The release of this volume is unlikely to alienate existing fans of the late designer, but it is certainly not going to win him any converts.   It’s probable that some will pick up this book and rapidly set it down.   To give McQueen his due, he designed fashion that was – to use his own prophetic words, “ahead of its time.”   And he remained true to his vision first through failure and then success.

McQueen’s wild, unbridled form of genius sometimes led him to seem like a visitor from another planet – still he was a man, an artist of passion.   It will undoubtedly be many decades before his rightful place in fashion history will be determined.   But Alexander McQueen was fully correct when he told the world:  “If you don’t have passion for something, you shouldn’t be doing it in the first place.”

Joseph Arellano

A review copy was provided by the publisher.

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A review of Alexander McQueen: The Life and the Legacy by Judith Watt.

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A review of Wear This Now: Your Style Solution For Every Season and Any Occasion by Michelle Madhok with Eileen Conlan.

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A review of The Secret Lives of Dresses: A Novel by Erin McKean.

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Fast Company

Breaking the Rules: A Novel by Barbara Taylor Bradford (St. Martin’s Paperbacks; $7.99)

“She is a top supermodel, one of the world’s most beautiful women.   Men love her.   Women adore her.   So why is someone trying to kill her?”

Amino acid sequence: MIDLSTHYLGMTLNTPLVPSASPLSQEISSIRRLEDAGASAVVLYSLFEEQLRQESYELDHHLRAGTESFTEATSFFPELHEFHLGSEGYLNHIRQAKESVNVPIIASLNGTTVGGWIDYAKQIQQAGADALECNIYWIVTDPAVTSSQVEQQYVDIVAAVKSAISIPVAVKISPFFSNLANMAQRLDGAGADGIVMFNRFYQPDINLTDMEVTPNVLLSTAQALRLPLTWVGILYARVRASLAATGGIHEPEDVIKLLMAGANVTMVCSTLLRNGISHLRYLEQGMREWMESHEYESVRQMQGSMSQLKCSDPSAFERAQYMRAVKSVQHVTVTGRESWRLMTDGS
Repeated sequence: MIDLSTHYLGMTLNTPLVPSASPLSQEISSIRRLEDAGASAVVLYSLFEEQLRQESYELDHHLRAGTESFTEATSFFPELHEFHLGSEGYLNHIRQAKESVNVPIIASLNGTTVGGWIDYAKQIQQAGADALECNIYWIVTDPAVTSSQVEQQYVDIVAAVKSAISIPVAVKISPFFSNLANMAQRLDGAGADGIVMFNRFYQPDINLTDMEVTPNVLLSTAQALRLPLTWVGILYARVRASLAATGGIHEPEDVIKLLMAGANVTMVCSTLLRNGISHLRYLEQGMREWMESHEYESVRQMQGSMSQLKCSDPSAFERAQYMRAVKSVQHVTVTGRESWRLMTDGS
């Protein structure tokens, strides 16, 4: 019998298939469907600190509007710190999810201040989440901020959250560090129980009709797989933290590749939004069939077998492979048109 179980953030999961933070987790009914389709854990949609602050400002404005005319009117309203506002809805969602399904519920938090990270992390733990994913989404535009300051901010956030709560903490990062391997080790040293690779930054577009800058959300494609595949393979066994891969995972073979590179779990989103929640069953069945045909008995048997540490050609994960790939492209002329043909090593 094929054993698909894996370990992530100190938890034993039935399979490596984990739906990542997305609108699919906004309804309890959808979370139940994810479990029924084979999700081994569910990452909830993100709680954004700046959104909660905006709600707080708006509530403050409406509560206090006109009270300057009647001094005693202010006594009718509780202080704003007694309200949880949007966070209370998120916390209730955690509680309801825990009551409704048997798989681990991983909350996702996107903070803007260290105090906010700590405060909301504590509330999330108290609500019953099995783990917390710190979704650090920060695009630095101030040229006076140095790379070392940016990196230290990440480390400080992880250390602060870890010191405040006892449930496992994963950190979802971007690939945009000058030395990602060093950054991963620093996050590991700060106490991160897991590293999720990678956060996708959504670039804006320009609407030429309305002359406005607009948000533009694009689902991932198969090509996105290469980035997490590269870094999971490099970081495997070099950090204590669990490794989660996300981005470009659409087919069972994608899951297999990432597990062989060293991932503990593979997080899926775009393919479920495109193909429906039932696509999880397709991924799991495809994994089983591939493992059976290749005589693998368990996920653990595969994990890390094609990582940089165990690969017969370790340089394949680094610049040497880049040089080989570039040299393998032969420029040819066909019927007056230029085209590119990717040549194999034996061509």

Who are these people?

Fortitude, commitment and romance are the main ingredients of Barbara Taylor Bradford’s Emma Harte series.   Breaking the Rules is the seventh and most recent book in the series.   Considering the squeaky clean virtuous heroine, M, readers will soon realize that she isn’t the one breaking the rules.   Yes, our spunky and independent English lass has some felonious thoughts; however, since M does not follow through with putting them into play, she is able to retain her image.

Author Bradford seems to abhor loose ends and she takes 488 pages to provide her reader with a neatly bundled story.   What this reviewer wants to know is who are these people populating the story?   Surely there is a family with extreme wealth and power headed by gorgeous women whose great loves are lurking just around the corner.   Maybe they exist in never, never land, but not in the real world.

Maybe that’s the draw of romance novels.   They are geared to transport the reader away from the mundane and, in recent times, painful reality of every-day-life.   What is the target audience?   Is there an age group that Bradford aims to please?   If so, perhaps happily married, grandmas-to-be aren’t  part of the group.   Too much fantasy, just like too many cooks, can spoil the story for a reader who takes pleasure in the small joys of life.

By the way, the costly pink champagne used throughout the story is a not-so-subtle indicator that Bradford’s characters are more than a cut above the average celebrant.   Too bad she had to hammer the reader over the head with the reference!   The Hermes Kelly handbags were proof enough that these people are not at all like you and me!

Recommended if you like that sort of book.

This review was written by Ruta Arellano.   A copy of the book was purchased for her.   Barbara Taylor Bradford’s new novel is Playing the Game (St. Martin’s Press; $27.99; 400 pages).